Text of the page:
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Annual Fort Peck Walleye Spawn Underway Without Volunteers

Annual Fort Peck Walleye Spawn Underway Without Volunteers Annual Fort Peck Walleye Spawn Underway Without Volunteers

Due to the COVID-19 pandemic, the annual Fort Peck Reservoir walleye spawn/egg-take effort will be completed using only Montana Fish, Wildlife and Parks Region 6 staff. Unlike prior years, no volunteers will be participating in this popular spring event.

FWPs’ number one priority is the health and safety of the public and its employees. FWP fisheries chief Eileen Ryce determined that, with the current social distancing guidelines, this was the best decision for all involved. Many other projects across the state that oftentimes use volunteers, in addition to FWP personnel, have also been reformed this year.

“We apologize for any inconvenience to our volunteers and will miss seeing all the folks that annually help out with this spawn effort,” said Heath Headley, Fort Peck Reservoir biologist. “Volunteers are the main reason this spawn and egg-take effort has been so successful over the years.”

FWP staff has been contacting volunteers who had requested/submitted volunteer forms in their effort to assist.

“We tried to let everyone know as soon as possible, and we are look forward to seeing all our great volunteers next year,” said Headley Personnel from the Fort Peck Fish Hatchery, Fort Peck fisheries staff, regional law enforcement and other region 6 employees will all chip in to collect and spawn walleyes this spring. Care will be taken to follow social distancing guidelines as much as possible between the employees and their operations. Due to a limited workforce and downsizing the operation, this will likely mean fewer eggs collected this spring.

FWP staff will attempt to collect enough eggs to ensure that all rearing ponds at Fort Peck and Miles City fish hatcheries are stocked with walleye fry. The emphasis will be for walleye fingerling production with little-to-no fry plants this season. A small amount of northern pike eggs will also be collected to meet stocking requests for the state of Montana.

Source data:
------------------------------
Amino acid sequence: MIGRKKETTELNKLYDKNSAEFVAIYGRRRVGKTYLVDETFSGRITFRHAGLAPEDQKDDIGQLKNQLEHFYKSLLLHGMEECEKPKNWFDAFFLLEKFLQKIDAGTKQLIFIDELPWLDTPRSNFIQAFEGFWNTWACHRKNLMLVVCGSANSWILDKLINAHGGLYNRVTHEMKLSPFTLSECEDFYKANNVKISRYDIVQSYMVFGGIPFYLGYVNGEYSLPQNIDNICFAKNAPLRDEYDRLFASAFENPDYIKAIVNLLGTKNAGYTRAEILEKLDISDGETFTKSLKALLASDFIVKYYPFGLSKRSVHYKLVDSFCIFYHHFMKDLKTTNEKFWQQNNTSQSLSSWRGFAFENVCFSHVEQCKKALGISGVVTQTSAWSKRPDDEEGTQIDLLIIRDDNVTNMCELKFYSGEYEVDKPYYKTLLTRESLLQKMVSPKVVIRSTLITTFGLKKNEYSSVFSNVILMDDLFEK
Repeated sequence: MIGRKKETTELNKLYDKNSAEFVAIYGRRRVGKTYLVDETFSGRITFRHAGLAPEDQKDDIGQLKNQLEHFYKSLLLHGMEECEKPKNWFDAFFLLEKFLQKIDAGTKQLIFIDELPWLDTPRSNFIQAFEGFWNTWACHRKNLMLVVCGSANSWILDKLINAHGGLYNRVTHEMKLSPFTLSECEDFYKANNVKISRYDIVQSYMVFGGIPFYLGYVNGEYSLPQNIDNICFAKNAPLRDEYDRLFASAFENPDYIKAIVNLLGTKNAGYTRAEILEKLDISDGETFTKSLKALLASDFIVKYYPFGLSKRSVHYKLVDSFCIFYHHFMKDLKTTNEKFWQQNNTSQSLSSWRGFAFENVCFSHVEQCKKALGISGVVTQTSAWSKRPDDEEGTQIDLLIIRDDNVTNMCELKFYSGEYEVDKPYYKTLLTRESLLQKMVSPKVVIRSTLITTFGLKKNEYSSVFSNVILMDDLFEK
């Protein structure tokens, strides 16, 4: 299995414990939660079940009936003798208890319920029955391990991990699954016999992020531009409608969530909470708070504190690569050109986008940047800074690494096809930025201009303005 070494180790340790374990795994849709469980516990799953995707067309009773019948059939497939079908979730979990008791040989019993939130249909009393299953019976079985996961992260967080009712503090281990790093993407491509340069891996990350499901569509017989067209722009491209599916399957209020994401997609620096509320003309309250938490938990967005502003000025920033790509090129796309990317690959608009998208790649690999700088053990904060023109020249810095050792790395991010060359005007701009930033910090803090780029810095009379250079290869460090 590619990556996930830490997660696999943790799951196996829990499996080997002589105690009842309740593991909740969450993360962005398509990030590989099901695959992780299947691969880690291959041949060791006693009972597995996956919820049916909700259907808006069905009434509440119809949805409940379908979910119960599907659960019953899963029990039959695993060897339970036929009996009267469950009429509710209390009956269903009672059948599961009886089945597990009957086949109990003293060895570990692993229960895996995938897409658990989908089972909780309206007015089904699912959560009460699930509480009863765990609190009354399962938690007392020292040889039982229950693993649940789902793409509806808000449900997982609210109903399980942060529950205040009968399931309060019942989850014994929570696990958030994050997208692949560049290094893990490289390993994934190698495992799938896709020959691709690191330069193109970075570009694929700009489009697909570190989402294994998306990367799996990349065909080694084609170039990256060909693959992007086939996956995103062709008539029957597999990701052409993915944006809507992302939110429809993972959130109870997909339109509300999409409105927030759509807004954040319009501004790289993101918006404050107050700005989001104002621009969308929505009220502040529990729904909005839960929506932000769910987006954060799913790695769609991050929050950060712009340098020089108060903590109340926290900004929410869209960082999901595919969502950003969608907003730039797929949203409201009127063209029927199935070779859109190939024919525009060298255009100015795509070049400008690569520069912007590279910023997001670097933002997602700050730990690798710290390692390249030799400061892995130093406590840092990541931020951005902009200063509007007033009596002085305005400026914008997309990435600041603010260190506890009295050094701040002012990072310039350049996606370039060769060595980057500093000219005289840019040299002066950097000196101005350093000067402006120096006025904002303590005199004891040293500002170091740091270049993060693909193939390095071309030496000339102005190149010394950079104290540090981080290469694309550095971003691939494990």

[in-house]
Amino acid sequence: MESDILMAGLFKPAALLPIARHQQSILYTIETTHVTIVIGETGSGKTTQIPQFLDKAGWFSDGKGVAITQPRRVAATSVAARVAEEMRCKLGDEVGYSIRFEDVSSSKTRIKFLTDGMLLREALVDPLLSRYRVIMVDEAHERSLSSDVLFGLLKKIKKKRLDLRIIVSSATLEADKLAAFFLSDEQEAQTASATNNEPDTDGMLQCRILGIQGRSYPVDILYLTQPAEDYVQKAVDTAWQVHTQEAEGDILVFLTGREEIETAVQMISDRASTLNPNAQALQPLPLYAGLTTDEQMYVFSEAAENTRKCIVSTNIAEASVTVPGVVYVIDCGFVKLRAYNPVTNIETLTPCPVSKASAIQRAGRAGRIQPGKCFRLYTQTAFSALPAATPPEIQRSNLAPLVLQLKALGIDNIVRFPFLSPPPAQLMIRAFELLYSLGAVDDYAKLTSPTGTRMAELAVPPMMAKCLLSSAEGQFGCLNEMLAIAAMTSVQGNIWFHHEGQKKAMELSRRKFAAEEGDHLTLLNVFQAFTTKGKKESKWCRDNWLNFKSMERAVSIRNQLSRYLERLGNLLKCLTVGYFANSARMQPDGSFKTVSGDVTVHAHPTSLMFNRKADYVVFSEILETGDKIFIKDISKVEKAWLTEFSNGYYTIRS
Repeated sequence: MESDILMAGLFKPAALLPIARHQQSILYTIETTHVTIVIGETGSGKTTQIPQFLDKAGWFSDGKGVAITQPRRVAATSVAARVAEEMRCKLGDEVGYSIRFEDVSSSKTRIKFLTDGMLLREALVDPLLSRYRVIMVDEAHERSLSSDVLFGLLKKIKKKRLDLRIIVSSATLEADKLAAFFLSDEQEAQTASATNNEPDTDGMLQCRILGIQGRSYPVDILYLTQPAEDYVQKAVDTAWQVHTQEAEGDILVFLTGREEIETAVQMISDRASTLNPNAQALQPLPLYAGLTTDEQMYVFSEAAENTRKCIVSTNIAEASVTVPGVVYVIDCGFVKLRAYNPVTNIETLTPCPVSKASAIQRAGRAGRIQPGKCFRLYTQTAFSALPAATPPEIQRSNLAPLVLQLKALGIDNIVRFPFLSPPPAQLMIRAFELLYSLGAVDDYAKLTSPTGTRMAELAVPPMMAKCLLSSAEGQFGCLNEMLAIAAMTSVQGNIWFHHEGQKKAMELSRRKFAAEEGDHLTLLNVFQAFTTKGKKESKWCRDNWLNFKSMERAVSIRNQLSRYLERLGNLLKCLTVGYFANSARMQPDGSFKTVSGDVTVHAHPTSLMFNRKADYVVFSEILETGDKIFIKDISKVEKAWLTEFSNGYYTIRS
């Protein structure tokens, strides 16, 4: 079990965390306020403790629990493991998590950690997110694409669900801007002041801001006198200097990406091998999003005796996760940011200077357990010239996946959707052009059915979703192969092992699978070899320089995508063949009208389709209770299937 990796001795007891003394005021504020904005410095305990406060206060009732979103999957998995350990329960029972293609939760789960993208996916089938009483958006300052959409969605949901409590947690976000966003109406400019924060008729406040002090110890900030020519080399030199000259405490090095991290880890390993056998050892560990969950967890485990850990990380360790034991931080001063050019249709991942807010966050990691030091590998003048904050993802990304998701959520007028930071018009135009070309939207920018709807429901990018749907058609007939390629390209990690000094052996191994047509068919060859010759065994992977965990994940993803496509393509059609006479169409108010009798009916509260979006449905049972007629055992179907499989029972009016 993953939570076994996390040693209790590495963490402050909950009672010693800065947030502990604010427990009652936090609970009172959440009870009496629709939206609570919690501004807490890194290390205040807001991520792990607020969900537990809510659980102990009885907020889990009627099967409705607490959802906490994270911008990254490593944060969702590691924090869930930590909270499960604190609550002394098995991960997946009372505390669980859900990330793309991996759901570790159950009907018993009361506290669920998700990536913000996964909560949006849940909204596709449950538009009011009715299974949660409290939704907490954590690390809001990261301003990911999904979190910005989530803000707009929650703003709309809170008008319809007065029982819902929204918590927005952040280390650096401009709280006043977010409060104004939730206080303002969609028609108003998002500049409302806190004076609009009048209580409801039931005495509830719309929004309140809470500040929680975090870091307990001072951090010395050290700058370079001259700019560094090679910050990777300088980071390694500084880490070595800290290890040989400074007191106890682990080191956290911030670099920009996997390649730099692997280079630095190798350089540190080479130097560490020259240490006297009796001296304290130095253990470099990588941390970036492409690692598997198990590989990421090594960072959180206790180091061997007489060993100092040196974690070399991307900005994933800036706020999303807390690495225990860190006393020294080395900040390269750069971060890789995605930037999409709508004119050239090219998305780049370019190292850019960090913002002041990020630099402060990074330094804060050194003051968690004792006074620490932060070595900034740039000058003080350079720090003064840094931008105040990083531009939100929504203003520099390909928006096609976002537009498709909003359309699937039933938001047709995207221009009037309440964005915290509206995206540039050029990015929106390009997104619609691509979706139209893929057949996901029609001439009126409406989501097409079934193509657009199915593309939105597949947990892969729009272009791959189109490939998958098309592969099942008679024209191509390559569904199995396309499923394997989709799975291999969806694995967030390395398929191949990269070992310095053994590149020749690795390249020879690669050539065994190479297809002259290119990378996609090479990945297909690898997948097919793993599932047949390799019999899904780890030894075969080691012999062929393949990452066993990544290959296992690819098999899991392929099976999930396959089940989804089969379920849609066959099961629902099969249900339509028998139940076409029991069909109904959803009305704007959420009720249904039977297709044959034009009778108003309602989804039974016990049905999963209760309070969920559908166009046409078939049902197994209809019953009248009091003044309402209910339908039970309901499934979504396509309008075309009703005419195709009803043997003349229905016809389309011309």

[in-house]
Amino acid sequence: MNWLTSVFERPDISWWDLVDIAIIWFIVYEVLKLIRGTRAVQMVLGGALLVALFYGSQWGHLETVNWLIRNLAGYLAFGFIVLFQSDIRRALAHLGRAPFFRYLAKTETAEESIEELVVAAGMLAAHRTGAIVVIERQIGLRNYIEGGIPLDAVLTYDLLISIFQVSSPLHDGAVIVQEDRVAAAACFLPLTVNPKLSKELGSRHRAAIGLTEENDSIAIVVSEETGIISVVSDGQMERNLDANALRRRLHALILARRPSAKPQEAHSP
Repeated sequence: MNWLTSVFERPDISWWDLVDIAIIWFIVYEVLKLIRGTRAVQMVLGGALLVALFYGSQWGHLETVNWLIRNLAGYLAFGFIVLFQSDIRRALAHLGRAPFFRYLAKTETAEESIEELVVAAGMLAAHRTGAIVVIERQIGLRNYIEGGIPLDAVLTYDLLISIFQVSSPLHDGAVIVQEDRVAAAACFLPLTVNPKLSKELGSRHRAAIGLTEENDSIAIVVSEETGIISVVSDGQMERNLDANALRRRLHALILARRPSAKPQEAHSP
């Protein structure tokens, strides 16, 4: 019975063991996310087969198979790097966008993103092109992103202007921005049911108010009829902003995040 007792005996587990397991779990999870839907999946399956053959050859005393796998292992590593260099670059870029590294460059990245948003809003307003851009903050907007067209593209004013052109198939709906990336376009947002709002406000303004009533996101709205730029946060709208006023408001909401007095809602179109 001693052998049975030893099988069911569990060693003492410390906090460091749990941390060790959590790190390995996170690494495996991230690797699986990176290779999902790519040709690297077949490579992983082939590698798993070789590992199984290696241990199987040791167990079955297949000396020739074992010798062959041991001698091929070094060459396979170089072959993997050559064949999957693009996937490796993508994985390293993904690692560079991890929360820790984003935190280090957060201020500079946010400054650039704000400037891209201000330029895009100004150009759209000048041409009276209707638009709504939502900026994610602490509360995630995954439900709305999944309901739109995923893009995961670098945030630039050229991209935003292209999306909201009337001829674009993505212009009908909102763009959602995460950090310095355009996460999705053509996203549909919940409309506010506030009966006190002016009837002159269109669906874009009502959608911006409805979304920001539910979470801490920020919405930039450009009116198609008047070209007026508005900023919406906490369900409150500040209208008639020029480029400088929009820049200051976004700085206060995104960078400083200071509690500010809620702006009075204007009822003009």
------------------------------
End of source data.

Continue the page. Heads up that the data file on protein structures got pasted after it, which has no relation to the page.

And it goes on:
Like previous years, for those folks who still want to keep up with the spawning activity, there is another avenue of outreach: Marc Kloker, region 6 information and education program manager, will be posting frequent updates from Headley about the walleye spawn to the region 6 Facebook page. Updates will include current trap net and egg-take efforts, data on fish and eggs collected and photos and videos.

“This is a wonderful way to keep the public updated on our walleye egg-collecting efforts on a weekly basis,” Kloker said. “Providing photos and videos of the fish and the operation in general will give everyone a virtual first-hand experience. Please “like” and “follow” by going to the region 6 Facebook page at R6.”

Headley’s first update, posted Tuesday, April 14, reported the start of the spawn/egg-take effort.

“However, apparently Mother Nature isn’t sure what time of year it is,” Headley said. “Several days ago, water surface temperatures were approaching 50 degrees in the shallower areas where some our trap nets are located. As of yesterday, water temperatures dropped back down to 35 degrees due to the cold front that moved through the area bringing snow and nighttime lows into the upper teens.”

“The brief warm spell we experienced last week triggered a few walleye to start cruising the shorelines,” continued Headley. “As with the beginning of every walleye spawn, male walleye are typically more abundant. That pattern seems to hold true once again. A majority of the walleye captured in the trap nets have been males, but we have captured a few green (not releasing eggs) females as well. Surprisingly, we also managed to pick up a few ripe (releasing eggs) female walleye. These ripe females allowed us to hold two small egg-takes on Friday and Saturday.”

For more information related to FWP’s response to COVID-19, visit fwp.

Female Walleye

Fish, Wildlife and Parks Region 6 staff member Ryan Lott holds a nice female

walleye from one of the trap nets.

(Photo courtesy Montana Fish, Wildlife and Parks)

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